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Empathy is a gift and is also learned

Photo by Vicki Harris

Photo by Vicki Harris

Did the storm skip over you?

As a child, I can remember hearing the grown-ups say, "If you ain't gone through nothing yet, just keep on living." It wasn't grammatically correct, but it was certainly a fact-a fact of life that reminds us that we all encounter storms in our lives.

Sometimes, we forget that unfortunate circumstances can occur unexpectedly and happen to the best of us. People's children get into trouble or tough situations, people have financial hardship, and people make mistakes. When we consider that the plight of others could have just as well been our own, we are slow to pass judgment.

Though the torrential rains, turbulent winds, and dark skies appear in different forms, vary in degree of severity, and occur at different times, we have all had a storm to show up at one point or another. Whether your storm has been a literal or a metaphorical one, you know that picking up the pieces can be a long and emotionally and mentally taxing process.

What's interesting is that rarely do we weather our storms alone, but how soon do we forget what it was like while we were going through it. How often do we think to put ourselves in the shoes of another and consider what they might be experiencing when all is well in our own lives? Rather than talking about the troubles of our friends, neighbors, co-workers, fellow church members, and speculating about what they did wrong, or ranting about how they should have done this or that, or what we would have done if it were us, we should try thinking back to the last time it WAS us. Become empathetic.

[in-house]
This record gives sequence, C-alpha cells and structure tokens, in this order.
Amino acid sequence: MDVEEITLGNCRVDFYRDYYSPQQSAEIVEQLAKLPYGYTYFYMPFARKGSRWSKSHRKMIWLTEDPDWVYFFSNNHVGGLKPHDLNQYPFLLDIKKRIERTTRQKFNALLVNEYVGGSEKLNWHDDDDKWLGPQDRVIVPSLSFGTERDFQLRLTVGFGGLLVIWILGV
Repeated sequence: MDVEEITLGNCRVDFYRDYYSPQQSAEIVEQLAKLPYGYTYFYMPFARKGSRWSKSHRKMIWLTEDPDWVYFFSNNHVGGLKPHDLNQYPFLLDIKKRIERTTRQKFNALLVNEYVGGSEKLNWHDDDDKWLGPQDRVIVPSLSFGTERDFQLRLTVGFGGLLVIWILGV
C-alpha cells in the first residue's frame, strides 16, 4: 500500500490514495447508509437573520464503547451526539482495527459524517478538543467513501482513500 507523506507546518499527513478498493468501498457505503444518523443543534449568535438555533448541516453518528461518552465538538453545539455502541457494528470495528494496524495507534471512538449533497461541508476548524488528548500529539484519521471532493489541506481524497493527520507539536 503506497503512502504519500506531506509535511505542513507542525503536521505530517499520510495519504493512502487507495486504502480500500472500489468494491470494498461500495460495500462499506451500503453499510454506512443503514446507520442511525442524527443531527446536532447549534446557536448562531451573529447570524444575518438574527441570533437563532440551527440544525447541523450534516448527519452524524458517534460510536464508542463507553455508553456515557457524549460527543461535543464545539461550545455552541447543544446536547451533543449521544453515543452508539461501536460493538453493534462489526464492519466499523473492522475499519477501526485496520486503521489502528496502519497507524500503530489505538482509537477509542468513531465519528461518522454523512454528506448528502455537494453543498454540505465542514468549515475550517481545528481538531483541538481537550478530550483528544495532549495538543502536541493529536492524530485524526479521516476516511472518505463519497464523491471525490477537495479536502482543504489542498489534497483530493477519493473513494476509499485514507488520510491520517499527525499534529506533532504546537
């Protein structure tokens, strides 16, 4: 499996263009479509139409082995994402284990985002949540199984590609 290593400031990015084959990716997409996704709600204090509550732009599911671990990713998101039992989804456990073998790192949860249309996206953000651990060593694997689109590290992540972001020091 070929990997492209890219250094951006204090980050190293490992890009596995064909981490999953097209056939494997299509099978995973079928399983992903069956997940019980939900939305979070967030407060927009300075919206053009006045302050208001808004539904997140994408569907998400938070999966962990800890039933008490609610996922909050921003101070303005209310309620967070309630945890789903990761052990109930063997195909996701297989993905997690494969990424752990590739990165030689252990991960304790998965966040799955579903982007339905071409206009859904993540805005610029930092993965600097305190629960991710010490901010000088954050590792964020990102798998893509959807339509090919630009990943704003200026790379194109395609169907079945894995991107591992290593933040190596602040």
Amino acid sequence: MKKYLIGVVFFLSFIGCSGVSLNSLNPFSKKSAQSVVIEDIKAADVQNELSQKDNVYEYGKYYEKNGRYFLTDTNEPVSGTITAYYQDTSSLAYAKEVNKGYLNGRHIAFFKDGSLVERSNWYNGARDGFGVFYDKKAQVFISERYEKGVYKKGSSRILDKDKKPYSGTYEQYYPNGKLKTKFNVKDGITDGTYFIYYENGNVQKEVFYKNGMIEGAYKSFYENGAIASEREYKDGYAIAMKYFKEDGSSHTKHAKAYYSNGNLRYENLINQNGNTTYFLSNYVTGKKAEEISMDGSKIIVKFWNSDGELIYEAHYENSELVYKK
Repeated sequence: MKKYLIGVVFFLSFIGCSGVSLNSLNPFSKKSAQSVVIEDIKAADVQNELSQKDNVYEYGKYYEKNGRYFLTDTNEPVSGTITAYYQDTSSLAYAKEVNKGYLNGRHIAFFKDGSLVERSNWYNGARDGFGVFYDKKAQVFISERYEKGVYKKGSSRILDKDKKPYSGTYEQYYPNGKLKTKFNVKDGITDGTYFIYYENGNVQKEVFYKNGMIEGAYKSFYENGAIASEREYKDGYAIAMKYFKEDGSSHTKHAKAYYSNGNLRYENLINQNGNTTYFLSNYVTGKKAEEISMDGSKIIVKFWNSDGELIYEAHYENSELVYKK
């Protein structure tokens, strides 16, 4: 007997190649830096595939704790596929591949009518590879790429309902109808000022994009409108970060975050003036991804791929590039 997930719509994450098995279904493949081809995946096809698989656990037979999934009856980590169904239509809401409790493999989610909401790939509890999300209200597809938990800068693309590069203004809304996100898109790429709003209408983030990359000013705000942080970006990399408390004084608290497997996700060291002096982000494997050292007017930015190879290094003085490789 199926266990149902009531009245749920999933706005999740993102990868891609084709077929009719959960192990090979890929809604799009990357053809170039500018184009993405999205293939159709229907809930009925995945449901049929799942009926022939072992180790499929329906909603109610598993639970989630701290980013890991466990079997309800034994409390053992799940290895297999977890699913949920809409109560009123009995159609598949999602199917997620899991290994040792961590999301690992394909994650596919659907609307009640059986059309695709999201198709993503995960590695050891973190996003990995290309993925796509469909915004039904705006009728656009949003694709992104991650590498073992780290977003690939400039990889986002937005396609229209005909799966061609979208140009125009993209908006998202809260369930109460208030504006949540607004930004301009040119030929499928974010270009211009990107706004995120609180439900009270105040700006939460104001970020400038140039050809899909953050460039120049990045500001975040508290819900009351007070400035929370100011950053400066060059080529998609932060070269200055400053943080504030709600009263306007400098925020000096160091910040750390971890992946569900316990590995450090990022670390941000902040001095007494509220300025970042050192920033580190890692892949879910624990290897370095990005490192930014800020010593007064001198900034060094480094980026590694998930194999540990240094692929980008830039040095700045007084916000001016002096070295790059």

Empathy, in and of itself, is not something we give to others, but it is a way of feeling and thinking that leads to a way being that ultimately demonstrates our concern and compassion for others. It is what allows us to extend ourselves to help others when they are facing difficult circumstances. When we are empathetic, we consider how we might feel if we were going through a similar ordeal as someone else. Then, we become activated around what we feel in order to support them. Lend a hand, lend an ear, or offer those words of encouragement or advice that comforted you during your storm. Share resources and contacts that you found helpful. Pray for them if prayer helped you through your storm.

People go through divorce, family secrets erupt and make the news, and people have breaking points. Circumstances like these can bring about feelings of embarrassment, despair, and fear. It may not have been your storm, but imagine if it was.

Sometimes the storm skips over us, for whatever reason, but this is no time for gloating or gossiping. This is a time to demonstrate our gratitude through our empathy for others. We are at our best as people when we operate from this place.

I don't know if empathy is a gift or if it has to be learned. Perhaps, it is a bit of both for different people, but without it, humanity suffers.

Be encouraged.

Contact columnist LaTonya Dunn at